Friday, October 21, 2011

Nixon, "Stagflation" and the 1973 Energy Crisis

I am coauthor of an updated version of the college American history textbook, currently titled “American Dreams and Reality: A Retelling of the American Story.” Here, I describe the economic chaos caused by American deindustrialization and the 1973 Middle East War.

President Richard Nixon never cared for the wage and price controls he implemented in his first term and, with his re-election secured, he lifted these caps in January 1973. Unfortunately, he unleashed devastating inflation. Worldwide economic growth in 1972 spurred big demand for almost every item while the devaluation of the dollar Nixon imposed reduced the cost of American goods for overseas markets by 10 percent.

The overheated consumer demand boosted wholesale prices by an incredible 20 percent in the first half of the year, resulting in an 8 percent spike in consumer prices. In June, Nixon relented and placed a 60-day freeze on all prices. Not wanting to sell at artificially low prices, some producers responded by holding back goods from the market. This created shortages. Nixon again changed course and began easing price controls. To prevent events from spinning out of control, the Federal Reserve Board increased the prime interest rate from 10 to 12 percent, which cooled down the economy.

The good news did not last. Americans didn’t know it, but they were at the dawn of a new and harder economic reality dominated by de-industrialization, the rise of America as a lower-wage service-sector economy, increasing workplace automation that reduced the number of jobs available, and a decline in union membership along with a deterioration of the average family’s standard of living. Adjusted for inflation, real wages would decline by 2 percent a year from 1973 to the 1990s. Poverty rates had fallen through the 1960s to a low of 11 percent in 1973 but would climb through the 1970s to 15 percent by 1982.

Trade policies in the late twentieth century caused Americans to lose their long-time dominance of the auto industry. Over the decade, imported cars went from representing only 8 percent of the American auto market to 22 percent by 1979. Business owners, meanwhile, fled from regions of the country where unions were strong, wages higher and benefits better, to low-wage areas with low union membership, such as the so-called “right to work” states in the South (those where unions could not, after an election, have a worksite certified as “closed” – open only to union members.) Nearly 36 percent of workers belonged to unions in 1945, but only about 23.6 percent did by 1980. As union membership dropped, paychecks shrank.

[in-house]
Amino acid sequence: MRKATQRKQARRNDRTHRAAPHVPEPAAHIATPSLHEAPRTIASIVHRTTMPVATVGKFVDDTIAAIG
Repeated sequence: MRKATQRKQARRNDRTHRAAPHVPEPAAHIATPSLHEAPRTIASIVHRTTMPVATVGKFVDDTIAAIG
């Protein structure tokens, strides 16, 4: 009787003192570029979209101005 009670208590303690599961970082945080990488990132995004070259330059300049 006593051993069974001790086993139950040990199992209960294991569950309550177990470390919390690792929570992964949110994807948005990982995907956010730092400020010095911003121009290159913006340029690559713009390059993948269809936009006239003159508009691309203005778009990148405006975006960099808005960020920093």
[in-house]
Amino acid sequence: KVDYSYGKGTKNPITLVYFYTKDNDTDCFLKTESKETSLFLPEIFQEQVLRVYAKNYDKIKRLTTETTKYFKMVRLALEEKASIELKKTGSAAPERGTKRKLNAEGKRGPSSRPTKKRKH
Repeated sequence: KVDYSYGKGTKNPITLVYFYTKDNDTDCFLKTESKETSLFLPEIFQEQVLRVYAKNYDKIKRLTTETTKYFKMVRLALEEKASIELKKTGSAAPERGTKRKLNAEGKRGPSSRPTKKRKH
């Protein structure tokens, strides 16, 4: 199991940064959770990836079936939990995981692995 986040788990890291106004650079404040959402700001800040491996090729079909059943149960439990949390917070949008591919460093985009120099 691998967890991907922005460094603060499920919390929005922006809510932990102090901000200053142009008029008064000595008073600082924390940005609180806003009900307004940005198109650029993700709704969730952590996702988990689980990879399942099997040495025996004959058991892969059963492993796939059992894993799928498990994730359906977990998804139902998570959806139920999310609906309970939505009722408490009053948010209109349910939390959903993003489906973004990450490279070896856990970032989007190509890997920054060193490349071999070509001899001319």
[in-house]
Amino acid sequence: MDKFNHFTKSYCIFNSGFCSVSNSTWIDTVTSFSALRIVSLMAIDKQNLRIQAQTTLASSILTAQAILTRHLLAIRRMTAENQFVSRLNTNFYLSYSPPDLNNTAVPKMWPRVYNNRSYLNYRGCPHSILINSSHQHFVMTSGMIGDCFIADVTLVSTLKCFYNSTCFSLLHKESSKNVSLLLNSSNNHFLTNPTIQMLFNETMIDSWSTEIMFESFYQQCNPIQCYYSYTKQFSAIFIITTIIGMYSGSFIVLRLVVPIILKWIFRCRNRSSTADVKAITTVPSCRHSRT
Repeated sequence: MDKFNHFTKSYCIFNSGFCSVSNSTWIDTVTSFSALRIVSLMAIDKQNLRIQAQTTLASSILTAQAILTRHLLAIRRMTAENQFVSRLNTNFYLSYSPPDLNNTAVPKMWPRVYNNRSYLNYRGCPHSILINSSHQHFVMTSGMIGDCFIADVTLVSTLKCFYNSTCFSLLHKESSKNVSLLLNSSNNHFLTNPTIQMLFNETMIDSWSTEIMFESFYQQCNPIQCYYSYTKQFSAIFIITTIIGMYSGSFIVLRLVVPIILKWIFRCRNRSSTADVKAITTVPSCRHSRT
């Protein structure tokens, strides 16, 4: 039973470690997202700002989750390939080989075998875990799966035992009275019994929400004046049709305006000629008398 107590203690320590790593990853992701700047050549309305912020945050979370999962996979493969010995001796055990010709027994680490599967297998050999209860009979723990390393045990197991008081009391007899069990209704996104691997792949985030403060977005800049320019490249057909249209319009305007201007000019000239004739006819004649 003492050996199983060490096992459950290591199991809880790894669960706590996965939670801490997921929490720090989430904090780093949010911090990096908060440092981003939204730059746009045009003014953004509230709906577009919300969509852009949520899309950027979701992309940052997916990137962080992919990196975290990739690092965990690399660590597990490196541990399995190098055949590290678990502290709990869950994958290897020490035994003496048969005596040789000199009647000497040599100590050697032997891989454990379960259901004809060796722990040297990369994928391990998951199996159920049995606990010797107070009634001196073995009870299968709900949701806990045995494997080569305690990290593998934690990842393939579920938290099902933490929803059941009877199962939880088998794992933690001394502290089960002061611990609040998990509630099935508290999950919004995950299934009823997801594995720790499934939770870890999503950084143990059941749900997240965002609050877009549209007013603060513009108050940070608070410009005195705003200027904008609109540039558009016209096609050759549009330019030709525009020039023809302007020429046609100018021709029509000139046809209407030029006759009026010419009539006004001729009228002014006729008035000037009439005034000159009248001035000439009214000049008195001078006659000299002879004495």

On shaky ground, the American economy took another major hit in late 1973 when the Arab members of the Organization of Petroleum Exporting Countries (OPEC) staged an oil boycott of the United States following that year’s Arab-Israeli War. The second Middle Eastern war in six years, the so-called Yom Kippur War began when Egypt, Jordan and Syria (along with military units provided by Iraq and Libya) attempted to retake land (the Sinai Peninsula, the West Bank and the Golan Heights) occupied by Israel since the overwhelming defeat of the Arabs in 1967’s Six Day War.

Egypt and its Arab allies launched a surprise attack on Israel on October 6, the Jewish Yom Kippur holiday. Initially caught ill-prepared, Israel lost 50 combat planes and more than 500 tanks in the opening hours of the conflict, and the Israeli political and military leadership worried about national survival. Egyptian forces successfully crossed the Suez Canal and began to retake chunks of the Sinai. Saudi Arabia and other energy-rich Arab states increased the price of oil to frighten Western countries from rushing to Israel’s defense. Frightened about her nation’s survival, Israeli Prime Minister Golda Meir’s cabinet discussed using the nuclear weapons the Israelis had already developed.

Worried that the Israeli use of nuclear weapons would provoke the Soviet Union to use its arsenal to defend its Arab allies, Nixon and Secretary of State Henry Kissinger began airlifting military supplies to help the Israelis. American jets delivered more military equipment and ammunition to the Israelis in 1973 than they had brought to the besieged city of West Berlin during the 1948-1949 airlifts. The tide of the war turned. Israeli troops recovered, surrounded Egyptian forces in the Sinai and reached within 20 miles of the Syrian capital of Damascus. The United States and the Soviet Union brokered a truce. A cease-fire was signed November 11. In retaliation for American aid to the Israelis, the Arab members of OPEC stopped sales of oil to the United States, which created long waiting lines to fill cars with gasoline and caused oil prices to skyrocket.